In 2016 Purdue University announced an income-share agreement program as a guinea pig experiment in which students could get money for college in exchange for a cut of their future earnings. “Back a Boiler,” it was called, in a nod to the school’s Boilermaker nickname. University president Mitch Daniels talked up the idea in testimony to Congress.
Intrigued, other university leaders wanted in. “We’re looking at what Purdue University is doing now, and we are thinking about it,” said Sheila Bair, then president of Washington College. In subsequent years, Purdue’s program won a think tank’s award for most innovative public policy proposal, and at least 14 other colleges or universities launched similar initiatives.
So Purdue’s announcement in June that it was suspending the Back a Boiler program came as a thunderclap in the world of income-share agreements, or ISAs, and could signal the beginning of the end of experiments involving college students splitting their future paychecks with investors.
The number of schools offering ISAs is sliding down the far side of the bell curve as several other accredited colleges or universities have ended or paused their programs. It’s a sign of fraught times for these schools and for the training boot camps that offer ISAs, with lawsuits mounting, federal and state governments imposing restrictions, and students reporting mixed satisfaction.
Purdue’s pause points to bigger problems in the ISA industry. One reason Back a Boiler has been suspended is that program servicer Vemo Education went out of business, says Brian Edelman, president of the Purdue Research Foundation. (Two other Vemo clients—Messiah University and Colorado Mountain College—also reported that the company has shut down, though the company doesn’t appear to have made a formal announcement. It did not respond to inquiries asking for confirmation.)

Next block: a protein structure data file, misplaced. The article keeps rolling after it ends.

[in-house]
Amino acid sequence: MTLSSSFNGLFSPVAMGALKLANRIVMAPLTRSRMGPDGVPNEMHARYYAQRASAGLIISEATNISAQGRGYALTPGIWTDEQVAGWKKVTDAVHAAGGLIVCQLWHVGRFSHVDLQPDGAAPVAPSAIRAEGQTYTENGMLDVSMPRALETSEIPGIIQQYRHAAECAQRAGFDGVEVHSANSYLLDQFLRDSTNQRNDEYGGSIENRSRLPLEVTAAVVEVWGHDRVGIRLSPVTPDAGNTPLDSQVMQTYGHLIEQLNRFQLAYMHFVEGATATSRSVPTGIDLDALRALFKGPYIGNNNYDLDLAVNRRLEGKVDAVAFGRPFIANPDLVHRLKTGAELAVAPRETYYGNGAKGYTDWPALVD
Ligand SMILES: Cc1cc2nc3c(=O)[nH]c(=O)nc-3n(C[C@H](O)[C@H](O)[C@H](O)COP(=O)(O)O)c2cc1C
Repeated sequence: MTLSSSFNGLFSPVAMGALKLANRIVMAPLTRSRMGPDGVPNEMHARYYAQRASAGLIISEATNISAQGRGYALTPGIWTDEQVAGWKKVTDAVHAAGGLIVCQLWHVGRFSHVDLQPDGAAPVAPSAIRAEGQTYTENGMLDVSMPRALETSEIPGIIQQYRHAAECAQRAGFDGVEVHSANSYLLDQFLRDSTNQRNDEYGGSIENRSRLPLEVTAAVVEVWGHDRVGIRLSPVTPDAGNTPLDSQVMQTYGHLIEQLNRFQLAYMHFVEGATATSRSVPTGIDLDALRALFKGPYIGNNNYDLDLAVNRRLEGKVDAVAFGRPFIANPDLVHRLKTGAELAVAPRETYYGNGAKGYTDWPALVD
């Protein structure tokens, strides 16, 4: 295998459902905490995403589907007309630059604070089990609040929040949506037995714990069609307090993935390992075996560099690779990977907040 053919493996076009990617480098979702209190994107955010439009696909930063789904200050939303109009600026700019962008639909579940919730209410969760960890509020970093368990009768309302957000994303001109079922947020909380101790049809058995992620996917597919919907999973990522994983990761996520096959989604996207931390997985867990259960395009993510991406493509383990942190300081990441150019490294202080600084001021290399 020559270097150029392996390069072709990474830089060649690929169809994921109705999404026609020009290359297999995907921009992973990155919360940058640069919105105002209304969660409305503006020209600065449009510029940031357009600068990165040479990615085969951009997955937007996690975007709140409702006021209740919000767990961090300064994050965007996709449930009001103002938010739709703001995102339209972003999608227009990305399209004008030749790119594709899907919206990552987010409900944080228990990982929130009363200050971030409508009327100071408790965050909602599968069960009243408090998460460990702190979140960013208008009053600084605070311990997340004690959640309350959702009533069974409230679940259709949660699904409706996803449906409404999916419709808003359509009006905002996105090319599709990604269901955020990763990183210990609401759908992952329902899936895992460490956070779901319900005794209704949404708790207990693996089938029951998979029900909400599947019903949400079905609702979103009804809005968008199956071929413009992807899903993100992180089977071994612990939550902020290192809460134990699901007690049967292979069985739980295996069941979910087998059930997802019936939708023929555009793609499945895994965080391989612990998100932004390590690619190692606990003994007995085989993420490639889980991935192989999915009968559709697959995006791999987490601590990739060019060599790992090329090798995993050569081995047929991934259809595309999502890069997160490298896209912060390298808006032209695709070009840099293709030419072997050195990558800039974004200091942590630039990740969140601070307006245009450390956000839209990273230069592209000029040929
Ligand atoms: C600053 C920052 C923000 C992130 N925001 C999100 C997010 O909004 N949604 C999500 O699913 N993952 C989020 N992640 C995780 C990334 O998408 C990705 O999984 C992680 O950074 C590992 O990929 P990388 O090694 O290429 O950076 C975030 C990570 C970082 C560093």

A year ago, Vemo was sued by 47 former students of a for-profit coding academy called Make School; the students alleged that Vemo and Make School colluded to run a high-cost ISA program that violated state and federal laws forbidding unfair or deceptive business practices and false advertising. The students had agreed to repay 20 to 25 percent of their pre-tax income each month for three and a half years or more, with monthly payments as high as $2,500; some students signed contracts under which they would owe as much as $270,000.
There’s another reason for Back a Boiler’s pause: clampdowns by the federal government on certain schools that offer ISAs. In a consent order last September issued by the federal Consumer Financial Protection Bureau against several private ISA providers, the bureau concluded that the schools had violated federal law by falsely telling users that ISAs weren’t loans and don’t create debt. A sample contract on the Back a Boiler website, for example, notes that “This is not a loan or credit.”
In March, the Department of Education told accredited colleges and universities that, following on that order, they also must treat ISAs as loans, which have stricter rules requiring that students be allowed to pay them off early to save money. The protection bureau’s order interrupted the Purdue Research Foundation’s conversations with investors about an additional round of ISA funding, and Purdue decided to pause the program, Edelman said.
It’s not just Purdue: Seven other accredited colleges or universities that once offered ISAs told The Hechinger Report that they’ve either paused or ended their programs. Only four of the fifteen schools contacted said they’re continuing; three schools didn’t respond to inquiries.
via Wired Top Stories https://www.wired.com
August 12, 2022 at 05:15AM